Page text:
Skip to main content
Advertising

Originally published Thursday, November 21, 2013 at 8:08 PM

  • Share:
           
  • Comments (12)
  • Print

Metro union wants workers to defer 2014 cost-of-living raises

About 4,200 union workers at King County Metro Transit may defer a pay raise next year, for the sake of the system’s financial well-being.


Seattle Times transportation reporter

Most Popular Comments
Hide / Show comments
"Metro bus ridership has been growing lately, to an average 412,000 weekday boardi... MORE
How about the top brass at Metro? Are they going to share the pain? MORE
My boss cut our pay in 2008 and we have not been re-instated to this date. BUT I still... MORE

advertising

About 4,200 union workers at King County Metro Transit will be asked to defer next year’s cost-of-living pay increase, for the sake of the system’s financial and political well-being.

County Executive Dow Constantine and union President Paul Bachtel announced a tentative three-year agreement Thursday morning.

Constantine seeks to impress upon state lawmakers that Metro is taking all available steps to be efficient. Hearings were held Thursday in Olympia on a potential $12 billion plan for highways and ferries, funded by gas taxes, bond debt and vehicle fees.

What he wants is to have money for Metro and local roads decided early in the year — just in time to avoid having to cut service during 2014.

He and Councilmember Larry Phillips of Magnolia called on lawmakers to hold a special session by December, to offer King County some local-option taxes. Otherwise, they said they would write their own “Plan B” for a potential April ballot.

“Time is running out,” Phillips said.

Such threats are supposed to have leverage with the Legislature, because once King County voters approve their own transit and road money, many of the county’s more green or left-leaning voters would fight any state highway plan appearing in the fall.

“If you don’t link them, what happens is, once the transit crowd gets what they consider they want, the [state] road package gets torpedoed, and vice versa,” Sen. Rodney Tom, D-Medina and chair of the Majority Coalition Caucus, said this summer.

Meanwhile, the Amalgamated Transit Union Local 587 will vote on a contract calling for annual raises of 0 percent, 2 percent, then 2 percent. If new funding arrives, the missed inflation raise of 2014 would be tacked onto the third year, raising it to 3.67 percent.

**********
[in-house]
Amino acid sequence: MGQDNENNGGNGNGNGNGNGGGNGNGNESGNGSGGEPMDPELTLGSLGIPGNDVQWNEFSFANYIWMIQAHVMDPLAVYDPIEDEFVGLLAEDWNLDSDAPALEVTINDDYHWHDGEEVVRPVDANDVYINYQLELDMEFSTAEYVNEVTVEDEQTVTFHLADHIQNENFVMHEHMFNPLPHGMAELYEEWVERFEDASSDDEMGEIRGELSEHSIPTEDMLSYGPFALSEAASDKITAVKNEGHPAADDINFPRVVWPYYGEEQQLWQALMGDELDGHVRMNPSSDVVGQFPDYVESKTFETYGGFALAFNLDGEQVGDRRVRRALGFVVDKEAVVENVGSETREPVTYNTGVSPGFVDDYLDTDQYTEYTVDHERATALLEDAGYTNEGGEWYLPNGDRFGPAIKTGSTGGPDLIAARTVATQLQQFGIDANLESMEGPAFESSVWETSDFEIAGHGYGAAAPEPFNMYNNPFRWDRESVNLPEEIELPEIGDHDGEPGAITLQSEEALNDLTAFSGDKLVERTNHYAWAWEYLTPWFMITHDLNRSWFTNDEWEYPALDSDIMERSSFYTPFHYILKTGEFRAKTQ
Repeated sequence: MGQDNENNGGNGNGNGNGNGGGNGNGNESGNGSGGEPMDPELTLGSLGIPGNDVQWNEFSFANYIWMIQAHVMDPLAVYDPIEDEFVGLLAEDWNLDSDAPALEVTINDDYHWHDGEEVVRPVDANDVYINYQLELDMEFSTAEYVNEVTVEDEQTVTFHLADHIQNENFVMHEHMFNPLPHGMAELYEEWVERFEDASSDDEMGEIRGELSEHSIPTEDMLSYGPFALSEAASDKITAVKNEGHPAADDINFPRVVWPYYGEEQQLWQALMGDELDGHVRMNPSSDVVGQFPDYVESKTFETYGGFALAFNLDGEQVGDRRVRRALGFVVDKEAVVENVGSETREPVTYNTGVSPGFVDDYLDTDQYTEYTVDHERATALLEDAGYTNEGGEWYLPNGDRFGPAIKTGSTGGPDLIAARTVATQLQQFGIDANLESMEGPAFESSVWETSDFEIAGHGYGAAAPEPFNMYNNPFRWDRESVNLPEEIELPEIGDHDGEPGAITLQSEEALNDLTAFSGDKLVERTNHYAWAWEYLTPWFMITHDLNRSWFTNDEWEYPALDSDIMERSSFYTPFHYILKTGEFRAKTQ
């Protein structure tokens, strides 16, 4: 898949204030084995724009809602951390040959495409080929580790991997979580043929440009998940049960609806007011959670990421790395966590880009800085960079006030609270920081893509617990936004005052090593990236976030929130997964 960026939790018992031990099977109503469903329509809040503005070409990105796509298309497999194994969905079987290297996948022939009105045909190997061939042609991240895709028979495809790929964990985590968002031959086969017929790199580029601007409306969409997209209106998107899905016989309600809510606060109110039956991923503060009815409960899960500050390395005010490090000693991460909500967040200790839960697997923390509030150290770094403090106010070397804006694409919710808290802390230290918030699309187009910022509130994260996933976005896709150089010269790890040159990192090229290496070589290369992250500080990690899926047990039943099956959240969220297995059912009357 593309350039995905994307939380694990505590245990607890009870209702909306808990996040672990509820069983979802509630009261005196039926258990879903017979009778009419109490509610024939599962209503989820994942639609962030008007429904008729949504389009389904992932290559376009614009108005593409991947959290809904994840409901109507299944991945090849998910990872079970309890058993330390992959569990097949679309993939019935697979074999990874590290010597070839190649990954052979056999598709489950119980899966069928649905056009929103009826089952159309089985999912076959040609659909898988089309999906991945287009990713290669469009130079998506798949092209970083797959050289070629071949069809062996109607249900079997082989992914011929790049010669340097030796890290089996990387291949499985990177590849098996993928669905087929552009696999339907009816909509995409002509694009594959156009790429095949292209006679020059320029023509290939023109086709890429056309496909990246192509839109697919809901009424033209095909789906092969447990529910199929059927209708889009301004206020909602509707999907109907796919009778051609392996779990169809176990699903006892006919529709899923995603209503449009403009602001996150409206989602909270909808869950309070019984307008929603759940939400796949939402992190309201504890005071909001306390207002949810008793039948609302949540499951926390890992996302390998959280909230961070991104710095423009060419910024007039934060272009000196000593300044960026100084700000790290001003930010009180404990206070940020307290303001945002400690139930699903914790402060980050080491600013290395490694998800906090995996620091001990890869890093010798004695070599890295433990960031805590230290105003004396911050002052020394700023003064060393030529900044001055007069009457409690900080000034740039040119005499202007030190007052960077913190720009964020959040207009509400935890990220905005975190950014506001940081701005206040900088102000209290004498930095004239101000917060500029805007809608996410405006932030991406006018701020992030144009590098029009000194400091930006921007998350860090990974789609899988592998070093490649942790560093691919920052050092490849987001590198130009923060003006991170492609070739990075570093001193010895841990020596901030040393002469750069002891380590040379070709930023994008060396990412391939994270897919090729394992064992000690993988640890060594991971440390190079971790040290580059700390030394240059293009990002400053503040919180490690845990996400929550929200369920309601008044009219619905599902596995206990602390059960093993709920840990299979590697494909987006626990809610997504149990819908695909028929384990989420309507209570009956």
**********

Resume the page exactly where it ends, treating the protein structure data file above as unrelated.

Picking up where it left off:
The proposal comes after Boeing Machinists rejected a proposal to phase out traditional pensions in favor of 401(k) accounts, as a price to assure 777X jets would be built in Washington state.

But the transit drivers, mechanics, electricians and laborers have voted before, in November 2010, to freeze wages the first year.

Bachtel emphasized political consequences in a bulletin to members Wednesday. He said the pact contains changes that “will best support our joint interests in obtaining new funding,” and that “to that end, labor needs to be part of the solution, not part of the problem.”

Veteran bus drivers earn around $30 an hour, excluding overtime.

Metro bus ridership has been growing lately, to an average 412,000 weekday boardings in October, causing many buses to run packed.

Constantine said his preference is still to have the Legislature pass county roads and transit language in cooperation with the highway plan. King County voters would consider a car-tab tax of up to $150 per $10,000 vehicle value, split 60 percent for transit and 40 percent for county and city roads.

By comparison, the “Plan B” could include a flat car-tab fee of $80 per vehicle, along with a sales-tax hike of 2 cents per $10 purchase.

General Manager Kevin Desmond has said he must cut 600,000 annual bus hours, or 17 percent, without new funding — because in mid-2014 Metro will lose a temporary $20 car-tab fee, lose state aid for buses in the Highway 99 construction zone, and run out of cash reserves it spent to survive recession-related tax losses.

Sales taxes have since rebounded. That plus a deferral in worker raises would trim the loss to 400,000 to 500,000 hours, but still be devastating, Desmond said.

This summer, Senate Transportation Committee co-chair Curtis King, R-Yakima, criticized the very concept of making car drivers pay to subsidize transit. (Metro recovers about 30 percent of operations through fares, which have increased four times in five years).

But this month, he released new plans suggesting local tax options for Metro and for Community Transit in Snohomish County — a political thaw of sorts.

Mike Lindblom: 206-515-5631 or mlindblom@seattletimes.com. On Twitter @mikelindblom



News where, when and how you want it

Email Icon

Subscribe today!

Subscribe today!

Get 8 weeks of digital access to The Seattle Times for $1

Advertising

Partner Video

Advertising

The Seattle Times Historical Archives

Browse our newspaper page archives from 1900-1984


Advertising
The Seattle Times

To keep reading, you need a subscription.

We hope you have enjoyed your complimentary access. Subscribe now for unlimited access!

Subscription options ►

Already a subscriber?

We've got good news for you. Unlimited seattletimes.com content access is included with most subscriptions.

Subscriber login ►